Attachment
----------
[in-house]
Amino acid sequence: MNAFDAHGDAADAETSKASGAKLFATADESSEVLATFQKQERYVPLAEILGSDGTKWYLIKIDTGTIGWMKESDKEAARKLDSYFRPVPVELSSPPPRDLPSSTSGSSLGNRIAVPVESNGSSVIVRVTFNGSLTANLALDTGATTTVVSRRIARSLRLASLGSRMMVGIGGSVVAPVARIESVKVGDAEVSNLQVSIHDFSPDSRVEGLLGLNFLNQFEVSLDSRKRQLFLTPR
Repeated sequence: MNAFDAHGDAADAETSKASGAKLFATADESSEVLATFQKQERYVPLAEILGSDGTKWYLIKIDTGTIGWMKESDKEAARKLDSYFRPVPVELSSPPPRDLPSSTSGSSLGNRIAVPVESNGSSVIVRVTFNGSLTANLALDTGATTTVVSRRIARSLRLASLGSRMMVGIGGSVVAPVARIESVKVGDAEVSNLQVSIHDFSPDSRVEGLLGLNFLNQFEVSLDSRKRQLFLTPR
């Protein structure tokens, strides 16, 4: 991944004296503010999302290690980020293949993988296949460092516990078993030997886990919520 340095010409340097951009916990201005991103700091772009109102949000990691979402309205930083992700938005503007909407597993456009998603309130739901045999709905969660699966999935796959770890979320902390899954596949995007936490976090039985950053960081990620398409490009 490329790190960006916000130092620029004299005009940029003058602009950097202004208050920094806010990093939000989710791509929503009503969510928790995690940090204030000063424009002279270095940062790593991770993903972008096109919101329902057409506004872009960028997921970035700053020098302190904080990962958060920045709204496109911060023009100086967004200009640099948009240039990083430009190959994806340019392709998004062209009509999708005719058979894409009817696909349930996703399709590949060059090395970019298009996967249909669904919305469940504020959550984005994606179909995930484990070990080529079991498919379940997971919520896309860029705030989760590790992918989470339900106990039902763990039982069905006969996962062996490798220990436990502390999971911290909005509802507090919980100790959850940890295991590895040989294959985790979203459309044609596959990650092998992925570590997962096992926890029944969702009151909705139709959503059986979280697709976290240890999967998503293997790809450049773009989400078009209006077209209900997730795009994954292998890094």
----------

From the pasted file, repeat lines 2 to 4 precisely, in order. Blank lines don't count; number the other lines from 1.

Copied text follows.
Amino acid sequence: MNAFDAHGDAADAETSKASGAKLFATADESSEVLATFQKQERYVPLAEILGSDGTKWYLIKIDTGTIGWMKESDKEAARKLDSYFRPVPVELSSPPPRDLPSSTSGSSLGNRIAVPVESNGSSVIVRVTFNGSLTANLALDTGATTTVVSRRIARSLRLASLGSRMMVGIGGSVVAPVARIESVKVGDAEVSNLQVSIHDFSPDSRVEGLLGLNFLNQFEVSLDSRKRQLFLTPR
Repeated sequence: MNAFDAHGDAADAETSKASGAKLFATADESSEVLATFQKQERYVPLAEILGSDGTKWYLIKIDTGTIGWMKESDKEAARKLDSYFRPVPVELSSPPPRDLPSSTSGSSLGNRIAVPVESNGSSVIVRVTFNGSLTANLALDTGATTTVVSRRIARSLRLASLGSRMMVGIGGSVVAPVARIESVKVGDAEVSNLQVSIHDFSPDSRVEGLLGLNFLNQFEVSLDSRKRQLFLTPR
């Protein structure tokens, strides 16, 4: 991944004296503010999302290690980020293949993988296949460092516990078993030997886990919520 340095010409340097951009916990201005991103700091772009109102949000990691979402309205930083992700938005503007909407597993456009998603309130739901045999709905969660699966999935796959770890979320902390899954596949995007936490976090039985950053960081990620398409490009 490329790190960006916000130092620029004299005009940029003058602009950097202004208050920094806010990093939000989710791509929503009503969510928790995690940090204030000063424009002279270095940062790593991770993903972008096109919101329902057409506004872009960028997921970035700053020098302190904080990962958060920045709204496109911060023009100086967004200009640099948009240039990083430009190959994806340019392709998004062209009509999708005719058979894409009817696909349930996703399709590949060059090395970019298009996967249909669904919305469940504020959550984005994606179909995930484990070990080529079991498919379940997971919520896309860029705030989760590790992918989470339900106990039902763990039982069905006969996962062996490798220990436990502390999971911290909005509802507090919980100790959850940890295991590895040989294959985790979203459309044609596959990650092998992925570590997962096992926890029944969702009151909705139709959503059986979280697709976290240890999967998503293997790809450049773009989400078009209006077209209900997730795009994954292998890094």